EPA releases amended WOTUS rule

The Environmental Protection Agency has amended the Waters of the U.S. Rule.  EPA’s Agricultural Advisor Rod Snyder tells Brownfield, “We’re basically, specifically addressing the removal of the significant nexus test as well as the adjacency test for wetlands. Those are things the Supreme Court was very clear about.”

Snyder says the “relatively permanent” test that was in place since the Rapanos v. United States decision more than 15 years ago remains in place, as well as the agricultural exemptions announced at the beginning of the year. “Even before this amended final rule, we had already made it clear that those were outside the jurisdiction of the Clean Water Act based on the rulemaking that was finalized in January. All of those exclusions remain intact.”

Some streams and wetlands may no longer be jurisdictional, but Snyder says farmers and landowners are welcome to contact the Corps of Engineers to determine if a wetland or water feature is regulated by WOTUS.

EPA will hold an informational webinar about the amended rule on September 12th.

The amended rule will take effect immediately after publication in the Federal Register later this week.

INTERVIEW: Rod Snyder from the EPA discusses the amended WOTUS rule with Brownfield’s Larry Lee.


Agricultural groups are both skeptical and critical of the amended WOTUS rule. 

American Farm Bureau President Zippy Duvall says the organization is pleased the significant nexus test has been eliminated, but it’s disappointed the EPA has ignored concerns over the rule’s failure to respect private property rights and the Clean Water Act. In a statement, he said, “EPA had a golden opportunity to write a Waters of the U.S. Rule that’s fair to farmers and stands the test of time, but instead chose to continue government overreach and revise only a small slice of the rule that was rejected by the Supreme Court…Farmers and ranchers share the goal of protecting the resources they’re entrusted with. They deserve a rule that respects farmers as partners in that effort.”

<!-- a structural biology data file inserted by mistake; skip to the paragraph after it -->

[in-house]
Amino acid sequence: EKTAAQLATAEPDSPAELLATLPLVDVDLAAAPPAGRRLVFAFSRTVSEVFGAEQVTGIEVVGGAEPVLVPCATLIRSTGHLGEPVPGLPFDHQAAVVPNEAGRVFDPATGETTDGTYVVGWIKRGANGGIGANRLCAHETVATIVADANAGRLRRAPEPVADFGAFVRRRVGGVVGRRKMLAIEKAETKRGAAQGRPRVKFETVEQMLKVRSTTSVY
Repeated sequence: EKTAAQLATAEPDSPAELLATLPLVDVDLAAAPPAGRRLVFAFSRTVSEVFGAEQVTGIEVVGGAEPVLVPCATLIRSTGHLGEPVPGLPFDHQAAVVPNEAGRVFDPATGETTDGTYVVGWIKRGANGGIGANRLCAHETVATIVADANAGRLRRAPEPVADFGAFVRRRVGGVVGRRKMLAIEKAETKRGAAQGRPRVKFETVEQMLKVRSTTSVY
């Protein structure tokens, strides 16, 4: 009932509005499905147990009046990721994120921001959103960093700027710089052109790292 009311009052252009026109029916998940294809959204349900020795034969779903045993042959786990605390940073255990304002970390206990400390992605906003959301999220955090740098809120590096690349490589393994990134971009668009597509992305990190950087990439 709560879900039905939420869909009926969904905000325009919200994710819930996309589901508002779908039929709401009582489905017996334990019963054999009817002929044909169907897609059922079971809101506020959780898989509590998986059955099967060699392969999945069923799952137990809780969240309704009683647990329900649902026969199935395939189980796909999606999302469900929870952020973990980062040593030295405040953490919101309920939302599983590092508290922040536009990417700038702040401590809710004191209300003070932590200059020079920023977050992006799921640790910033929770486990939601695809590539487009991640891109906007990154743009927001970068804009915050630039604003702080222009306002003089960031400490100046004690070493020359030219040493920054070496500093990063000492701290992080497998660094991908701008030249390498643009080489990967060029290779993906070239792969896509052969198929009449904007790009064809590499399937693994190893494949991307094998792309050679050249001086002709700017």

National Cattlemen’s Beef Association Chief Counsel Mary-Thomas Hart says the revised definition is an important step toward bringing the EPA more in line with the Supreme Court ruling. In a statement, she said, “NCBA looks forward to working with the agency to protect farmers and ranchers from burdensome regulations and provide them with lasting certainty on WOTUS…we will continue analyzing this latest development to ensure that cattle producers are protected.”

The National Association of State Departments of Agriculture says the rule misses the mark for states’ rights. In a news release, CEO Ted McKinney said, “The ruling in Sackett v. EPA was a chance for EPA and the Army Corps to correct a deeply flawed, prematurely released rule and work to truly improve water quality outcomes. It is baffling that the revised rule does not accurately address all the issues and questions raised by the Supreme Court in the Sackett decision, nor does it address many of the questions stakeholder groups raised about the WOTUS rule EPA released at the end of last year.”

Glenn “GT” Thompson, Chairman of the House Committee on Agriculture, issued a statement saying, “America’s farmers, ranchers, and landowners have come under regulatory assault from the Biden Administration. The Supreme Court rightfully curtailed EPA’s regulatory overreach, however, EPA’s bureaucratic sleight-of-hand circumventing the rulemaking process leaves the door open to agency abuse and regulatory and legal uncertainty for American agriculture. Our nation’s farmers, ranchers, and landowners are excellent stewards of their land and understand that clean water and private property rights can coexist without burdensome overreach from the federal government.”

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